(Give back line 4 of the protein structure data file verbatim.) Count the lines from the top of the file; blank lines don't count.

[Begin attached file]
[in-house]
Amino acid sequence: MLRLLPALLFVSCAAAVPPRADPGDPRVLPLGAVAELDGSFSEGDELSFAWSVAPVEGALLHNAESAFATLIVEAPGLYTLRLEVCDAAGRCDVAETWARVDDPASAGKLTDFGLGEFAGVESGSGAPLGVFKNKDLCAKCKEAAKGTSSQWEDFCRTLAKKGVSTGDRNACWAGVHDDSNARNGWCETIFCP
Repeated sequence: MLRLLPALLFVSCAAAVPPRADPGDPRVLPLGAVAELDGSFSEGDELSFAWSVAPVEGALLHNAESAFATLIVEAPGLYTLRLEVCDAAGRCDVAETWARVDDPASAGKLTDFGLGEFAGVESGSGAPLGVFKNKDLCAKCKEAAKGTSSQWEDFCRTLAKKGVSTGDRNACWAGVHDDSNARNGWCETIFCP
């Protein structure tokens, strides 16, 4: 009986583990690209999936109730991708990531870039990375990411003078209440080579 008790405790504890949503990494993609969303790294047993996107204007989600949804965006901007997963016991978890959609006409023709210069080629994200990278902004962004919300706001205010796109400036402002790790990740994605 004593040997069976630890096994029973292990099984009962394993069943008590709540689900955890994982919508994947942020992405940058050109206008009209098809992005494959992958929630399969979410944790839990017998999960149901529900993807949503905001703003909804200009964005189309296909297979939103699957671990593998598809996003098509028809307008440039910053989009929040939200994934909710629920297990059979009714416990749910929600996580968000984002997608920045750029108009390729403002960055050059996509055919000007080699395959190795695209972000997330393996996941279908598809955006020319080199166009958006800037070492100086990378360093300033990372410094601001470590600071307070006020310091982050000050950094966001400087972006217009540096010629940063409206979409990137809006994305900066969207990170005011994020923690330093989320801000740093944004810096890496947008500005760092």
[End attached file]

């Protein structure tokens, strides 16, 4: 009986583990690209999936109730991708990531870039990375990411003078209440080579 008790405790504890949503990494993609969303790294047993996107204007989600949804965006901007997963016991978890959609006409023709210069080629994200990278902004962004919300706001205010796109400036402002790790990740994605 004593040997069976630890096994029973292990099984009962394993069943008590709540689900955890994982919508994947942020992405940058050109206008009209098809992005494959992958929630399969979410944790839990017998999960149901529900993807949503905001703003909804200009964005189309296909297979939103699957671990593998598809996003098509028809307008440039910053989009929040939200994934909710629920297990059979009714416990749910929600996580968000984002997608920045750029108009390729403002960055050059996509055919000007080699395959190795695209972000997330393996996941279908598809955006020319080199166009958006800037070492100086990378360093300033990372410094601001470590600071307070006020310091982050000050950094966001400087972006217009540096010629940063409206979409990137809006994305900066969207990170005011994020923690330093989320801000740093944004810096890496947008500005760092």